When it comes to Easter time, what’s more exciting than the food and the Easter bunny and the decorations? That one’s easy for me … the Easter egg hunt!
I can still remember the anticipation of our childhood Easter egg hunts. My brother and sister and I would have to sit in the living room, away from the windows, as my mom was out in the backyard hiding our eggs. We would have a specific list of how many eggs we could find, including color and size. (This ensured that we each found one of the tiny eggs because that was the best one — the one with a dollar in it!) The rest were filled with jelly beans, candy, or small toys/stickers. The Easter egg hunt was the best part of the holiday as a kid. And it can still be fun for adults as well!
Perhaps your family has its own special egg hunt tradition, or maybe you are looking to start a tradition of your own. Here are some ideas for different kinds of Easter egg hunts that kids and adults can enjoy.
Plan an Easter egg hunt with your immediate family.
Mom or Dad could be in charge of hiding and filling all the eggs. If your kids are old enough, each family member could be responsible for hiding and filling the eggs of a different family member. Color coding the eggs (for example, all blue eggs are Dad’s eggs) will help to make sure that everyone finds the same amount of eggs. Make sure you don’t feel limited to putting only candy in the eggs. Small toys, stickers, coins, nuts, and really anything small can fit in the eggs. If there’s nice weather, head outside! Rainy day? There are plenty of hiding spaces inside!
Take the basic Easter egg hunt mentioned above, but do it with a group of neighbors.
Assign each family a number of eggs to bring to the hunt, and tell them what to fill them with. (For example, one family fills their eggs with jelly beans, the next with stickers, etc.) Choose someone’s yard and have a neighborhood egg hunt. Follow up with a potluck brunch if you want to extend the activities!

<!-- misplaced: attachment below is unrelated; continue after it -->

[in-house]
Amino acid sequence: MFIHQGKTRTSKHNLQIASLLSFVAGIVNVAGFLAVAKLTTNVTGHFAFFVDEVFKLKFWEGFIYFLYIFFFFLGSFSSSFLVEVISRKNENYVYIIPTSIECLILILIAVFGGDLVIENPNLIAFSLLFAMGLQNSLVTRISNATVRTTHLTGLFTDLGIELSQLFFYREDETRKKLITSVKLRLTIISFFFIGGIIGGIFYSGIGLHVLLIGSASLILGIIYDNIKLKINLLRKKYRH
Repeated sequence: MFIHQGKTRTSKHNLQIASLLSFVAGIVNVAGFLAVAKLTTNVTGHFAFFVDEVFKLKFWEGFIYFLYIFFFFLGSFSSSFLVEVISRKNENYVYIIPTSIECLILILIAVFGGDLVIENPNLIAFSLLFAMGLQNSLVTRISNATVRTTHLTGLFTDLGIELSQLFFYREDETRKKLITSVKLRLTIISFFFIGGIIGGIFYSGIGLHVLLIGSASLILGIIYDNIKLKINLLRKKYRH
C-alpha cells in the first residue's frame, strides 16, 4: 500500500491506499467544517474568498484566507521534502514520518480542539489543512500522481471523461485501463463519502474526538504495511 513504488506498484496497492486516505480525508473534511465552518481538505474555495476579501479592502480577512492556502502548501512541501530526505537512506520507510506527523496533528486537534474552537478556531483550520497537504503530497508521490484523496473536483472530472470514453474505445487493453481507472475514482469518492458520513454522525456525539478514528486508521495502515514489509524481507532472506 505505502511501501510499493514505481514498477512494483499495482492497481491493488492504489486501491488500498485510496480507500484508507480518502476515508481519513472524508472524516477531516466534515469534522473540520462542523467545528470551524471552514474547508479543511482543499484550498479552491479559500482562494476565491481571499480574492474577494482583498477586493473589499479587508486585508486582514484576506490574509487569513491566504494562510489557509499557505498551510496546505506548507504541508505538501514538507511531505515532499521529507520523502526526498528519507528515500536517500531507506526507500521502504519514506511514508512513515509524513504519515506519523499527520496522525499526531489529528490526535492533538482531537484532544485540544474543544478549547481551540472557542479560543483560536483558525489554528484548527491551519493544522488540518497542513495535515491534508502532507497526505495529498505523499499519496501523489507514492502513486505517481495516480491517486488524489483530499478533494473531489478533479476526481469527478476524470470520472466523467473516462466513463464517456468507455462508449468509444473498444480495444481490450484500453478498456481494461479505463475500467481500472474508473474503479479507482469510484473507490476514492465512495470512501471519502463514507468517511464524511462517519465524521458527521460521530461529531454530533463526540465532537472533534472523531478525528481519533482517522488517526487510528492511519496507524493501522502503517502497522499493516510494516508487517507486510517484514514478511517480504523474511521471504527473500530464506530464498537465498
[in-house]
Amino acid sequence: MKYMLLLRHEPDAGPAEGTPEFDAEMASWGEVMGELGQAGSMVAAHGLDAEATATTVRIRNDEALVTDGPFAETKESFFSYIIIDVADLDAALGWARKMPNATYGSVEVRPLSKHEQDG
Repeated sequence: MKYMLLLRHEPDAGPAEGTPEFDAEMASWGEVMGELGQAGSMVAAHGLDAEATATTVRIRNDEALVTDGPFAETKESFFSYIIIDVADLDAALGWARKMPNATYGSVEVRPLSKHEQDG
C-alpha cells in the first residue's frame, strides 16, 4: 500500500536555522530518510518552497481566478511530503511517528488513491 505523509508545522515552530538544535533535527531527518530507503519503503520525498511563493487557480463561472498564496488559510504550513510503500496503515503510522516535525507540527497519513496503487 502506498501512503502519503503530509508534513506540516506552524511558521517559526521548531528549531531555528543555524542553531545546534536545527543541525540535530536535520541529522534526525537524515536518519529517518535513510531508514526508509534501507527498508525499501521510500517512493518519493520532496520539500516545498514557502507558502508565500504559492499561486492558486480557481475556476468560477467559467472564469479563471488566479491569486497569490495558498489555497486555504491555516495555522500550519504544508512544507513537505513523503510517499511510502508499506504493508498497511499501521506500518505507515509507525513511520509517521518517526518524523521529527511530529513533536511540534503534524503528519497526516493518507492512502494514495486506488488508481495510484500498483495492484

Send a loved one on an Easter egg treasure hunt.
When I was in college, my husband (then boyfriend) sent me on an Easter egg hunt for my birthday present, which happened to be on Easter that year. It started with one egg. That egg had a clue in it that led me to the next egg (held by one of my friends) and a small gift. The clues described the friend that had the egg. I had a blast with this! The last egg led me back to him and my birthday present. Clues in eggs could also be used for young kids to lead them to various hiding spots around the house.
Need an Easter egg hunt idea for a group of young children?
This could be a church group, Girl Scout or Boy Scout group, play group, etc. Create this Easter egg mission. Gather a variety of colored eggs, and inside of one color, put clues about an animal (or sports team or holiday or month … anything goes.) For example, in five green eggs, put five different clues about a lion. Choose a different animal for each color egg. Break kids into teams. Hide the eggs, and when the mission starts, assign each team a color of egg. The team then has to find all the eggs, read all the clues, and come to the teacher/leader when they know the identity of their secret animal. First team to figure it out wins! This activity could be tailored to the classroom as well. For a geography class, put facts about countries in the eggs. For science class, put animals of a certain classification/species in the eggs. This activity can easily be tailored to age and interest of participants.
Don’t want to put on an Easter egg hunt of your own?
Check your local newspapers for listings on community egg hunts. Many communities will put on Easter egg hunts for children, free of charge. There might be a lot of kids there, so very young children may feel like they have to compete with older children. The perk, however, is an egg hunt that you don’t have to plan and one less thing on your holiday to-do list.
There are many ways to celebrate the Easter egg, and I hope that you’ve found an idea or two that you can use with your own family or friends. Happy egg hunting!